I posted this in the Cherokee section, and should have put it here, so sorry for the dup.
I'm looking to change the timing on my '90 and '01 4'0 motors. Does anyone make a scanner or sell software to let your laptop tweek the CPU? I'm looking for better mileage than what I'm getting. I'm sure it would help if I could tweek the CPU a little. I advanced the timing of my '87 Wrangler and get 4-5 more MPG now. That was easy, for it still uses the mechanical distributor setup. Have anyone of you guys done this to the newer motors? Lou
I'm almost positive no one makes such a software or I'd already have it, lol. The only way I know to tune 'em is by a dyno shop. Or, I heard of a company that can rebuild trashed engine computers that can also custom program them. Custom ECU programming would be ideal and I guarentee you could get significantly better mileage but it would probably cost you $1000 or more to get it done.
"Nitrous? So is that like viagra for your Jeep?" -mom
I'm of the opinion, if you can get 3-4 mpg out of your rig by retuning the computer, it would have come like that from the factory.
You have to remember the emissions parameters were set by politicians, not engineers. And that's what keeps the engines from performing at it's best. A given set of emissions standards does NOT mean the engine is running at it's peak efficiency nor power capability. I have many years experience of building and setting up many motors. Todays motors would benifit from ignition timing advance, beyond what the factory software will allow then to go.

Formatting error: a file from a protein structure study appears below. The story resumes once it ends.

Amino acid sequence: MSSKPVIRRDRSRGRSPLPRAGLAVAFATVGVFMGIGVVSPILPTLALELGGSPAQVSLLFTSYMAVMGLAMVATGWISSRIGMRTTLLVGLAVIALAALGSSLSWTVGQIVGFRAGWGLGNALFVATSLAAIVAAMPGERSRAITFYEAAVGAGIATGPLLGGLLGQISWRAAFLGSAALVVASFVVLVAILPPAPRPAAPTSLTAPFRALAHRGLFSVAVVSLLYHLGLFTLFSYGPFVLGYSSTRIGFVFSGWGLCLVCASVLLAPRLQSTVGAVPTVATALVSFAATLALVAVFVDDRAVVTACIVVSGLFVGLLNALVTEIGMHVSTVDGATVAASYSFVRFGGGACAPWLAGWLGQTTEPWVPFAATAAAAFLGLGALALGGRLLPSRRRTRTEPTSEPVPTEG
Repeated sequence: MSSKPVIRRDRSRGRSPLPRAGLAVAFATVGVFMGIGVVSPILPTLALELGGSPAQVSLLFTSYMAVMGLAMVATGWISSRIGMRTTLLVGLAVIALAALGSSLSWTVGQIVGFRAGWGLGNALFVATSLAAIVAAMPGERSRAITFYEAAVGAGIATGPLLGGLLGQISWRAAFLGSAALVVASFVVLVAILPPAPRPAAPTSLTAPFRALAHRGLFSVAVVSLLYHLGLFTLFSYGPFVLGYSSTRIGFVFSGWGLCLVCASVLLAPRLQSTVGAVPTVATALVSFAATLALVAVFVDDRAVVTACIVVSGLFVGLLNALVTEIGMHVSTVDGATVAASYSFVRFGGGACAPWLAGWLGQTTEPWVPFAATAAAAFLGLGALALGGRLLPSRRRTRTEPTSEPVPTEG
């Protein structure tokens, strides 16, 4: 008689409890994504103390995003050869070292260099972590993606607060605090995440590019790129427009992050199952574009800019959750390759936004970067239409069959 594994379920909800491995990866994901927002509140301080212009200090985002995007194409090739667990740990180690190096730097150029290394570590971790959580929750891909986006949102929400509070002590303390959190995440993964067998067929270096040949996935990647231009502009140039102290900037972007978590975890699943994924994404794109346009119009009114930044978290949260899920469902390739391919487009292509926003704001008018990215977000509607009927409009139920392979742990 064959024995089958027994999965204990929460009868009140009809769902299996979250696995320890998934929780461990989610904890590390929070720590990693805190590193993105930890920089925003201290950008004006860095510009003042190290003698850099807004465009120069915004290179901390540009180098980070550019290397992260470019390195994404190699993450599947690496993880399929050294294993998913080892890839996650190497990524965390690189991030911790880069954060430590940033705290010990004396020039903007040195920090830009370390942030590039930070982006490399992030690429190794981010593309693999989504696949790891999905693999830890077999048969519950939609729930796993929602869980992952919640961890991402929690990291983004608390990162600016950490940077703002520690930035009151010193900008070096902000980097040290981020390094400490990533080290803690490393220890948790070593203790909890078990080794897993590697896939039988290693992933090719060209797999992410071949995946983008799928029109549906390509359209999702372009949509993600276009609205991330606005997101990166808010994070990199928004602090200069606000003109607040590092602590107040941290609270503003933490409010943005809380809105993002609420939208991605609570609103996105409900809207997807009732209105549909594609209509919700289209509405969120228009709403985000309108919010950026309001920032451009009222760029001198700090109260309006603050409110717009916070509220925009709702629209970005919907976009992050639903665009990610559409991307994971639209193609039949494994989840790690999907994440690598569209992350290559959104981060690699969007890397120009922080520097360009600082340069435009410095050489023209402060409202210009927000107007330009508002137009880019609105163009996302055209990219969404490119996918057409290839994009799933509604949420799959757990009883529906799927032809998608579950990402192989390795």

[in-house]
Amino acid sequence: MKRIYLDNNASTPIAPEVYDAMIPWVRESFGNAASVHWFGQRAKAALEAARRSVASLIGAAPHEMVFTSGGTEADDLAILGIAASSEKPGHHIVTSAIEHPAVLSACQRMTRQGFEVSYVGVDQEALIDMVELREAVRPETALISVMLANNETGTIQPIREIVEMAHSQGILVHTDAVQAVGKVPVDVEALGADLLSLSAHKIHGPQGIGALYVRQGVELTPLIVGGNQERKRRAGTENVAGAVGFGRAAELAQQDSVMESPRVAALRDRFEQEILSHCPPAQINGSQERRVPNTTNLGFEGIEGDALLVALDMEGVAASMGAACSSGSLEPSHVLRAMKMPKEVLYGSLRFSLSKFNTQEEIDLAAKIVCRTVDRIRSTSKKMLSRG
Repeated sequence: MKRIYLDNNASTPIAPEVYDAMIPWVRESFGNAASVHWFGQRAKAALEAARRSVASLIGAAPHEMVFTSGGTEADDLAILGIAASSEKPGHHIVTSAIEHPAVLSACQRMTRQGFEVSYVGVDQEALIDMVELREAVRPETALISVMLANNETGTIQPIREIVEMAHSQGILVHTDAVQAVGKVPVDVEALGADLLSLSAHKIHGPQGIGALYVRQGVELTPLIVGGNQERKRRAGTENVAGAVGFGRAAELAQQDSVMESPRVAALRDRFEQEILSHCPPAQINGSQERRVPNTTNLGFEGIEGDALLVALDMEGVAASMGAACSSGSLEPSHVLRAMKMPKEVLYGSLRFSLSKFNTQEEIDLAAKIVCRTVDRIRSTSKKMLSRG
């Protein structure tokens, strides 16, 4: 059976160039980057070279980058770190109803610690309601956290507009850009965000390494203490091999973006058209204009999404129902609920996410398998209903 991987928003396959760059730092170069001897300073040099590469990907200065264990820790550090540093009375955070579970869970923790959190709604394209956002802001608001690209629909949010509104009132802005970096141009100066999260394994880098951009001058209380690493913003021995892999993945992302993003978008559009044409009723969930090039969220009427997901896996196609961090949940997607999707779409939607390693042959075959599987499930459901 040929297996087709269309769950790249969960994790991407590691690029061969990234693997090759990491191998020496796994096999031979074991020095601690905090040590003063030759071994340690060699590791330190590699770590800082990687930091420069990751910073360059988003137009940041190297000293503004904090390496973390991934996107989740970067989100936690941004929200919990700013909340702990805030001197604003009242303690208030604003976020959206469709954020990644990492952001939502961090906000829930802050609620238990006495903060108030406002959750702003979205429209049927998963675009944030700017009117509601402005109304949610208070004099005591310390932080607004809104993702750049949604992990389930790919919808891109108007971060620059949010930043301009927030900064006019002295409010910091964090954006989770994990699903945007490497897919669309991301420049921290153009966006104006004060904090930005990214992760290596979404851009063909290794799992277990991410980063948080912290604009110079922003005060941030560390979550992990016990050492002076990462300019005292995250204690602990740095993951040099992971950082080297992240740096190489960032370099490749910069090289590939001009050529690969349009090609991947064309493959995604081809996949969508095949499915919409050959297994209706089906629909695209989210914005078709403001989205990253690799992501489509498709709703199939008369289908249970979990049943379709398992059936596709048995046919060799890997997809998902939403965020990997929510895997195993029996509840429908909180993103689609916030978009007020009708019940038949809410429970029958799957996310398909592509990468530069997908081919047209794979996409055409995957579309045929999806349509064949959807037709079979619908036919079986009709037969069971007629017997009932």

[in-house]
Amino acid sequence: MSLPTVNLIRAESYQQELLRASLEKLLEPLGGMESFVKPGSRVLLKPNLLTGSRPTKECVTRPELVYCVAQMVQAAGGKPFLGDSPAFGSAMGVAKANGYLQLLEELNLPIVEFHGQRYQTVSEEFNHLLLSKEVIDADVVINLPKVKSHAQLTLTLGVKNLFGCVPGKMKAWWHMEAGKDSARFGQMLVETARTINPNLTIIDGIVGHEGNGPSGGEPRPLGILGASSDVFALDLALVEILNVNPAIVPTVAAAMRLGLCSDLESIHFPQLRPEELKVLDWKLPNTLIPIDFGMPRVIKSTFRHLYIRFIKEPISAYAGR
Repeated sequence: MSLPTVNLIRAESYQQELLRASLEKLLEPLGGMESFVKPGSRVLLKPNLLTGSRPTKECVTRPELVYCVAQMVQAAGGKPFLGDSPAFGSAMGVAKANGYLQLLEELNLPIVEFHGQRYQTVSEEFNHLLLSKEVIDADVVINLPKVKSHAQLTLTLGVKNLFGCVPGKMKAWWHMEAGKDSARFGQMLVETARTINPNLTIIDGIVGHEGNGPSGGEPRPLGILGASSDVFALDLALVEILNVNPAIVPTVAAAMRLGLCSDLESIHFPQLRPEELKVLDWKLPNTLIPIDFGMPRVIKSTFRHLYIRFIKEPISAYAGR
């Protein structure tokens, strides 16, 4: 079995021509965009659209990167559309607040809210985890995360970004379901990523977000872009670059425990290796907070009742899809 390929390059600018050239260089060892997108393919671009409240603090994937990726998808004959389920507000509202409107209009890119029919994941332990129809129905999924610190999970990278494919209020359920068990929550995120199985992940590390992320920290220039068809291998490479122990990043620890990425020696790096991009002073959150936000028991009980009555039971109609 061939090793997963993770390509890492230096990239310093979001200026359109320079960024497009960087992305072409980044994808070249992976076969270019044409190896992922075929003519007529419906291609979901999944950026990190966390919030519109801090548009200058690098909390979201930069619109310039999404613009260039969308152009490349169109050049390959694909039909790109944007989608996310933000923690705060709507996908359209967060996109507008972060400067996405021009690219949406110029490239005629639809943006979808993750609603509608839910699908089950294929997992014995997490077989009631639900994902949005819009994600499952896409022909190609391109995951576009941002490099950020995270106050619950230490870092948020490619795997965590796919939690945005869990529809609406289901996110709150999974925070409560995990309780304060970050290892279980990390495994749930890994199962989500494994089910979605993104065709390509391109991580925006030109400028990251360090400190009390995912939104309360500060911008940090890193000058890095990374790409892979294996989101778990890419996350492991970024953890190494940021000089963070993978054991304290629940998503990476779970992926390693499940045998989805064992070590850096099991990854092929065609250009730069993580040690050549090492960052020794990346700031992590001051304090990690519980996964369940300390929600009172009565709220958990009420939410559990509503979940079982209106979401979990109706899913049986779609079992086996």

I recently optimized the timing on my '87 Wrangler and picked up 4-5 MPG. This is all I did and it has more power, economy, and better response. I know it will NOT pass a emission test, for it will fail for excessive hydrocarbons. With todays gas prices, is it worth it to you? It is to me!
When I drive my '01, it is obvious it is held back.
when advancing the timing, how much do you advance it?
Don't know exactly the # of Degrees I advanced it to. I increased it in small increments before I went to work each morning for about 3 days. When it reached a point where it started to hesitate on acceleration, I backed it off and I was at the optimum setting. It made a big difference. I imagine I increased it 7-10 degrees. It all depends where you are starting from . If you have your Jeep serveced at the dealer, I guarantee you will see an improvement. Some small garage might set it up in this manner to begin with. You can do this yourself if you have an older NON computer controlled motor.
I still am determined to somehow get my '90 set up properly.
If anyone has any ideas, let me know. I was thinking of fooling the flywheel sensor in some way, for this I believe this is part of what controlls the timing.
What do you guys think?
Quadratec has an adjustable crankshaft position sensor. I think it is in their catalog - but I don't see it online right now.
I am currently battling the exact opposite issue with my 05 motor and my 98 AX15 tranny.
Trust me - I don't think i could recommend fooling around with the crankshaft pos. sensor at all. I am trying to mate the 98 AX15 and the 05 6cyl. and having timing issues (or at least that's what I think it is).